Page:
European Pine Sawfly

The European pine sawfly, Neodiprion sertifer, is an introduced pest that was first found in New Jersey in 1925. It has since spread throughout the Eastern U.S and as far west as Minnesota and south to Missouri. The European pine sawfly affects a variety of pine species. The caterpillar-like larval stage of this insect feeds on the old needles of pine trees in early spring, but not the newly developed needles. This does not kill the host plant, but it can cause a “bottle brush” appearance, which can affect the aesthetic value.

Treatment Strategy

It is recommended that fall applications of Xytect are applied to control this early spring insect due to the possibility of an early spring infestation. If Xytect soil applications were not applied make sure that at least one well timed foliar spray is done as soon as insects are noted. Begin inspecting for branches that have been stripped of needles and larvae in early April. Management of this pest is best when larvae are small.

Consider Mectinite or Xytect 10% as tree injection treatments for trees that cannot be treated with foliar sprays or other systemic options.

Other Treatment Practices

  • Larvae can be removed by pruning off infested branches and destroying.

Foliar Spray, Soil Application, or Lower Basal Bark Spray Using Transtect

Trunk Injection Using Transtect Infusible

Tree Injection Using Mectinite

Trunk Injection Using Xytect 10%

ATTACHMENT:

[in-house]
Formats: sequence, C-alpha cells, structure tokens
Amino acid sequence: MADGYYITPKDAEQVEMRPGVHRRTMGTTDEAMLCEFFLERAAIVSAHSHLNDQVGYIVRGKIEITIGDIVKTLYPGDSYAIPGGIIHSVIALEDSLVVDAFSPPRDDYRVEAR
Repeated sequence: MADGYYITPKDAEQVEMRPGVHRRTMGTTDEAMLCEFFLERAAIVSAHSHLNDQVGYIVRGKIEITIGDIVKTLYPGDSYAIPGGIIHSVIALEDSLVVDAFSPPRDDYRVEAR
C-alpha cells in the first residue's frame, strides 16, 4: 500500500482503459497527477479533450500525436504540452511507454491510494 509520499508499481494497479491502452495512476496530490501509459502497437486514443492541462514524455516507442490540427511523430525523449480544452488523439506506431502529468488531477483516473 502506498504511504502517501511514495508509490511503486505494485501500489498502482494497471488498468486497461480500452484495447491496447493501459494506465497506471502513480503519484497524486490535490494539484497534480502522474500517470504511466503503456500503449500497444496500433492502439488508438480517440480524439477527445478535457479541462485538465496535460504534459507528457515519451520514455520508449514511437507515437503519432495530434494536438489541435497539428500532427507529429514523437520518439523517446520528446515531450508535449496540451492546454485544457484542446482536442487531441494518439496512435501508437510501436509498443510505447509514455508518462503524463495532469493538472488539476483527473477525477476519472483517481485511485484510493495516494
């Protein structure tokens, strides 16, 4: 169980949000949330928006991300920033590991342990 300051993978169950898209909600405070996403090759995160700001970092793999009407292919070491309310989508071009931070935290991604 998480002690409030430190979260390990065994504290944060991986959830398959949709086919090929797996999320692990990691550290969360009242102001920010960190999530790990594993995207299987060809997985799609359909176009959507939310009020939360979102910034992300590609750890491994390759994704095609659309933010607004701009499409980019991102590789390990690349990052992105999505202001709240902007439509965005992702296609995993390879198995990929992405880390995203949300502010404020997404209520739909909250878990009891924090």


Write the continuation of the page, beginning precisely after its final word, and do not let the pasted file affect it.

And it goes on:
Soil or Foliar Application Using Xytect 2F

Soil or Foliar Application Using Xytect 75WSP

Foliar Spray Using Conserve

Foliar Spray Using Up-Star Gold

Expected Results

When used preventatively, Xytect is extremely effective in controlling small larvae. Foliar applications can also be expected to yield acceptable results provided applications are timed with relatively small larvae sizes. Once mid summer is reached and larvae are large, control is more difficult to obtain.

Signs of Damage

  • Yellowing of needle clusters which have been skeletonized by young larvae
  • Shoot death or deformation
  • Old foliage is consumed, but new needles develop normally leaving a “bottle brush” appearance
  • Stunted tree growth
  • Caterpillar-like larvae are grayish-green and have a light stripe down the back and a light stripe along each side followed by a dark green stripe
  • Young larvae start as 1/8” long and grow to 1 inch long at maturity

Photo: Louis-Michel Nageleisen
Departement de la Sant des Forts Bugwood.org

Photo: John A. Weidhass
Virginia Polytechnic Institute and State University, Bugwood.org

Photo: A. Steven Munson
USDA Forest Service, Bugwood.org

Trees At Risk

  • Mugo pine (Pinus mugo)
  • Scotch pine (Pinus sylvestris)
  • Red pine (Pinus resinosa)
  • Jack Pine (Pinus banksiana)
  • Japanese red pine (Pinus densiflora)

Other lesser hosts:

  • Eastern white pine (Pinus strobus)
  • Austrian (Pinus nigra)
  • Ponderosa (Pinus ponderosa)
  • Shortleaf (Pinus echinata)
  • Pitch pine (Pinus rigida)

Biology

  • Eggs hatch in late April to mid-May (78-220 GDD) and larvae feed until mid-June.
  • By mid-June larvae drop to the ground and spin brown cocoons in the leaf litter at the base of the tree.
  • Pupation occurs within the cocoons in mid-August.
  • Adults emerge late August through October.
  • Females create slits on the edge of the needle and lay eggs by inserting them into the slits.
  • Eggs overwinter in slits of the needles where they were laid.
  • One to two generations per year.

References

A Treatment Guide is designed to help you identify a pest issue and management solutions. Always refer to product label for all rates and approved uses. Some images courtesy of forestryimages.org or Wikimedia Commons. Use of the images does not imply endorsement of treatments by forestryimages.org

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